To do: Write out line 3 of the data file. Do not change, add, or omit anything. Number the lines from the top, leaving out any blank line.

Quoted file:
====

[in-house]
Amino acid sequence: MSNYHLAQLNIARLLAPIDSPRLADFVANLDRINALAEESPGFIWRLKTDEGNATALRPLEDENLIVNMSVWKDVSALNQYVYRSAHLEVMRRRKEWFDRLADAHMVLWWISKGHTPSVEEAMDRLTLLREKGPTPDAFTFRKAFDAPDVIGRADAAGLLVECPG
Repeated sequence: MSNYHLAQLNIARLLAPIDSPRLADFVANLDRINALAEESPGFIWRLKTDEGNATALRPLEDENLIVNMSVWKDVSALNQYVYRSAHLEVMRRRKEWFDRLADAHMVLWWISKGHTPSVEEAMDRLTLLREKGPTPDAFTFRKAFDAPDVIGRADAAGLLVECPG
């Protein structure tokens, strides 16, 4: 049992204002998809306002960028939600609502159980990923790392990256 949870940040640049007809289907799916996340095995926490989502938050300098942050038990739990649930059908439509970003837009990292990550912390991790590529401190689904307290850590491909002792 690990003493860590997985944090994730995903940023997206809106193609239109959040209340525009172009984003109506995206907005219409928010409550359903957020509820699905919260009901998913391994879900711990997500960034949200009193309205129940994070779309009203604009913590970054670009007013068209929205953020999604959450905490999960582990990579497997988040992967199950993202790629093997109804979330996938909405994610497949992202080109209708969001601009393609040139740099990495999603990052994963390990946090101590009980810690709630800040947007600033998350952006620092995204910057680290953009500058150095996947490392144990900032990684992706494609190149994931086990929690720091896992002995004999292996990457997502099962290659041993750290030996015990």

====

Repeated sequence: MSNYHLAQLNIARLLAPIDSPRLADFVANLDRINALAEESPGFIWRLKTDEGNATALRPLEDENLIVNMSVWKDVSALNQYVYRSAHLEVMRRRKEWFDRLADAHMVLWWISKGHTPSVEEAMDRLTLLREKGPTPDAFTFRKAFDAPDVIGRADAAGLLVECPG